Contributor: Leigh Bell, BA, A Center for Eating Disorders
Bulimia is devastating disease to the mind, soul, and body; and it is in the body where regular purging creates potentially fatal electrolyte imbalances.
Electrolytes are electrically charged salts, or ions, used by the body to regulate hydration and Ph levels, as well as nerve and muscle function. Muscle tissues and neurons are electric tissues, and they’re activated by electrolytes leaving and entering the cell membrane.
For example, muscle contraction requires the right levels of calcium, sodium, and potassium. When levels are out of whack, muscles go weak, contract too severely, or stop working altogether. The heart, essentially a mighty muscle, can also be compromised — some times irreparably — by imbalanced electrolytes, including:
How Electrolytes Fluctuate
Electrolyte levels are determined by hydration — how much water is in the body — and levels of water can be precariously unstable in the body of someone who’s regularly vomiting and/or abusing diuretics and laxatives. Have you ever had a muscle aches, cramps, or twitches during or after a nasty stomach flew? It was probably the result of dehydration, which threw off electrolytes, which affected muscle function.
You likely began to feel better, drank some water, and rebalanced the electrolytes — no problem. Prolonged and chronic dehydration from purging, on the hand, can cause critical health issues. What method a person with bulimia uses to purge and how often he/she does it determines the type and severity of electrolyte imbalance, which is revealed in blood tests1.
Low potassium level, or hypokalemia, is the most serious consequence of bulimia because it causes heart arrhythmias (irregular heartbeats), cardiomyopathy (weakening heart), muscle weakness that can border on paralysis, and tetany (involuntary muscle contractions)2. The condition can lead to a sudden, devastating death, as in the case of Katie Stream.
Katie’s dad, former Missouri Senator Rick Stream, 20 years ago walked into his daughter’s room singing a good-morning song and opening her blinds to begin the day, but Katie didn’t move. The 18-year-old, who had long struggled with bulimia, died earlier that morning because her body’s potassium levels were so low, her heart stopped beating3.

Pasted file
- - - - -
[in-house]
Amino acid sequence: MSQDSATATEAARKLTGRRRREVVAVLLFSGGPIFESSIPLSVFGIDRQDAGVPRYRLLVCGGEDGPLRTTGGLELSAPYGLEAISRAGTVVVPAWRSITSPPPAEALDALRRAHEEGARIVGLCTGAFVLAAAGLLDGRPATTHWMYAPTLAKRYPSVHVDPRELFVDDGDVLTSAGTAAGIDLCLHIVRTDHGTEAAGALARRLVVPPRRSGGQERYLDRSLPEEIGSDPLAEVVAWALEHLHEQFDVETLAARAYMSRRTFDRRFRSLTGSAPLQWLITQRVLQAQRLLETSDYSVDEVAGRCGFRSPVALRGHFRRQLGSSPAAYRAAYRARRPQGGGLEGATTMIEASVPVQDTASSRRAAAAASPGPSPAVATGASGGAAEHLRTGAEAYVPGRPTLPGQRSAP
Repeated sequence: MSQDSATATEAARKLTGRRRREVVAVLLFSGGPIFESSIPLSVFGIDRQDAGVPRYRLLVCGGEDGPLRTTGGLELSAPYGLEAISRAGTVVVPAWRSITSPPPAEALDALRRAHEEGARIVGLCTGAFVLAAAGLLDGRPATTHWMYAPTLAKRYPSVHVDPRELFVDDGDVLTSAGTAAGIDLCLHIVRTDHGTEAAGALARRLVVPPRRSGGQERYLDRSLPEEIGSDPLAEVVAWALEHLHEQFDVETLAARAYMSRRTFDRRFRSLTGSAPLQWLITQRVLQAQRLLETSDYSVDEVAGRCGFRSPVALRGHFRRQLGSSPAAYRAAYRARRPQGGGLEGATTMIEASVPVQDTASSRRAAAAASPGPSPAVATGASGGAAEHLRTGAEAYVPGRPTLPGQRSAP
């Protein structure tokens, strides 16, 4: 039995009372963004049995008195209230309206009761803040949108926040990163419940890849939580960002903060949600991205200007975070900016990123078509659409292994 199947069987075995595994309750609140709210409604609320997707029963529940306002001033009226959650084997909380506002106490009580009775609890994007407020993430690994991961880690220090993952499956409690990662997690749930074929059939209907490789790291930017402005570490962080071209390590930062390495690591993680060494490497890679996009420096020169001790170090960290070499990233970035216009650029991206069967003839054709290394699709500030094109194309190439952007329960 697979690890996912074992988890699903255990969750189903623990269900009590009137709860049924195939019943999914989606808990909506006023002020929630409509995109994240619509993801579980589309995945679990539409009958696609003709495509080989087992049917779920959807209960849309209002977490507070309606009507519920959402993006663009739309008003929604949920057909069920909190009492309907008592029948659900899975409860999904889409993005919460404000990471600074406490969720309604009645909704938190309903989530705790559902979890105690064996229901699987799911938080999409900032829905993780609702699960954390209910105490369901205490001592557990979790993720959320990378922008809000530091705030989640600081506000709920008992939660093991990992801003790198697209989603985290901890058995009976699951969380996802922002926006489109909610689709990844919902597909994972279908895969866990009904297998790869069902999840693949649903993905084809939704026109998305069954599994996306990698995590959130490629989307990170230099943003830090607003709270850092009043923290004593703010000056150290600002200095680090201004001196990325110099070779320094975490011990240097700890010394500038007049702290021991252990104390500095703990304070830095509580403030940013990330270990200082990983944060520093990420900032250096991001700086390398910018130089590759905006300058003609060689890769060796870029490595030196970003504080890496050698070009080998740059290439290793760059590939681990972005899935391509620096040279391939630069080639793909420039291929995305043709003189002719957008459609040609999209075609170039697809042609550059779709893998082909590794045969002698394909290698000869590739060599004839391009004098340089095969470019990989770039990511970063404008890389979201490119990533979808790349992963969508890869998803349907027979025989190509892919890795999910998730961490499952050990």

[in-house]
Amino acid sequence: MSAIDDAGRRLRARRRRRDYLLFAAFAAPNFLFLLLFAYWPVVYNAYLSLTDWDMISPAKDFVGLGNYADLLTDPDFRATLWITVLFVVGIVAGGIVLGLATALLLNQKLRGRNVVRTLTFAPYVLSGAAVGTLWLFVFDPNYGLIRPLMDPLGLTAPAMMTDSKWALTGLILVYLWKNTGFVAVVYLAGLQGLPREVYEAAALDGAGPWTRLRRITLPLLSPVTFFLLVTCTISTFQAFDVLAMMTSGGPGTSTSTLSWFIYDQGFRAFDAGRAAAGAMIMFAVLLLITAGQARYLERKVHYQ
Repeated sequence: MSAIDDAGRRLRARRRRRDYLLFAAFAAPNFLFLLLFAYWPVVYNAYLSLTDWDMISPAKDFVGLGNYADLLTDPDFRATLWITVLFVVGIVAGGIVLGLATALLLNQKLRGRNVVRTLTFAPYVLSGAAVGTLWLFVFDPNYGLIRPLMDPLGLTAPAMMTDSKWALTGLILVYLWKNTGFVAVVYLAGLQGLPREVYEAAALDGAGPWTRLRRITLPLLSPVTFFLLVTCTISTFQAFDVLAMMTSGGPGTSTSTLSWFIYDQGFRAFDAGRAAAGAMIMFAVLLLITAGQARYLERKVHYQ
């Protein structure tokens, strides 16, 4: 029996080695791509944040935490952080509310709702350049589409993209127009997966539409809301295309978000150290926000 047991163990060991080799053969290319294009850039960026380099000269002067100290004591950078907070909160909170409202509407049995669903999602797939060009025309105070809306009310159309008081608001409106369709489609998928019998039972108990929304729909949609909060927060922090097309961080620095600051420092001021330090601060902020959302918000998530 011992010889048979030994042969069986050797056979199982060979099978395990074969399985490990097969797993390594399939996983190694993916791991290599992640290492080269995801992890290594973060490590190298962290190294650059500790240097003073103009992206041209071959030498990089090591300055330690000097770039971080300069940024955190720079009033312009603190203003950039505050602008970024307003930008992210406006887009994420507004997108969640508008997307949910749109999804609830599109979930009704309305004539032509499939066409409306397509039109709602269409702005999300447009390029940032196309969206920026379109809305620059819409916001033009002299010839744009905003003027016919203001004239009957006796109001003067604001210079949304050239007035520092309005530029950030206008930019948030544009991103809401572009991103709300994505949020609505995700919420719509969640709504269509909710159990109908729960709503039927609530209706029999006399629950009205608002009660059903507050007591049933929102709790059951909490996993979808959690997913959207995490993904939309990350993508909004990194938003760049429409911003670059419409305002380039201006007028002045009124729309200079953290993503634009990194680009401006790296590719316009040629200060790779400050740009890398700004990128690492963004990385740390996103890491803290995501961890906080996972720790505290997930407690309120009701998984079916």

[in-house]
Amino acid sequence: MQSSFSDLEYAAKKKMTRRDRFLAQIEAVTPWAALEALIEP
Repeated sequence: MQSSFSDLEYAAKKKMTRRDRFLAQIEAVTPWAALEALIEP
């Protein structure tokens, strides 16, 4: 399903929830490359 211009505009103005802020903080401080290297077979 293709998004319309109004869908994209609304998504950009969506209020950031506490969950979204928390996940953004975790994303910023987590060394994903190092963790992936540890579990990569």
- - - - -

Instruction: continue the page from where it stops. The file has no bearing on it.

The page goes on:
Though serious, hypokalemia is uncommon in bulimics (about 4.6%), but those with the condition usually have low-body weight and purge with self-induced vomiting, laxatives, or both.
Low blood levels of calcium, called hypocalcemia, can occur from long-term use of diuretics to purge. Hypocalcemia can fatally affect the heart in the short term, but it usually doesn’t. The larger concern of hypocalcemia is the leaching of calcium from bones, which can cause osteoporosis4.
Hypomagnesemia is low levels of magnesium in the blood and can be caused by chronic abuse of laxatives, among other purging methods. It can create “disturbances in nearly every organ system and can cause potentially fatal complications.”5
Hypernatremia is high sodium levels in ratio to water in the blood because of dehydration, which can be caused by purging through self-induced vomiting and/or abuse of diuretics and/or laxatives. Basically, the cells become dehydrated, causing muscle cramps, seizures, headache, lethargy, intracranial hemorrhage, coma, and even death6.
This electrolyte, a form of carbon dioxide, helps to buffer the acids that build up in a person’s body as usual byproducts of metabolism. For example, when a person’s muscles are working they produce lactic acid as a byproduct of energy formation7. When there’s not enough bicarbonate, pH levels can increase in the body’s tissue causing metabolic alkalosis.
A Symptom, but not a Diagnosis
It’s important to realize the danger of electrolyte imbalance but also to know the condition doesn’t occur in the vast majority of people with bulimia. So although severe hypokalemia in an otherwise healthy young person specifically suggests bulimia, most people who purge don’t develop electrolyte abnormalities (Mehler, 2004).
Therefore, screening for electrolyte imbalances is not an effective means to detect purging or diagnose bulimia.
Community Discussion: Share your thoughts here!
Have you or someone you love struggled with electrolyte balance with bulimia? What steps were taken to improve this in recovery? What advice do you have to share?
About the Author:
Leigh Bell holds a Bachelor of Arts in English with minors in Creative Writing and French from Loyola Marymount University in Los Angeles. She is a published author, journalist with 15 years of experience, and a recipient of the Rosalynn Carter Fellowship for Mental Health Journalism. Leigh is recovered from a near-fatal, decade-long battle with anorexia and the mother of three young, rambunctious children.
The opinions and views of our guest contributors are shared to provide a broad perspective of eating disorders. These are not necessarily the views of Eating Disorder Hope, but an effort to offer discussion of various issues by different concerned individuals.
Last Updated & Reviewed By: Jacquelyn Ekern, MS, LPC on June 19th, 2015
Published on EatingDisorderHope.com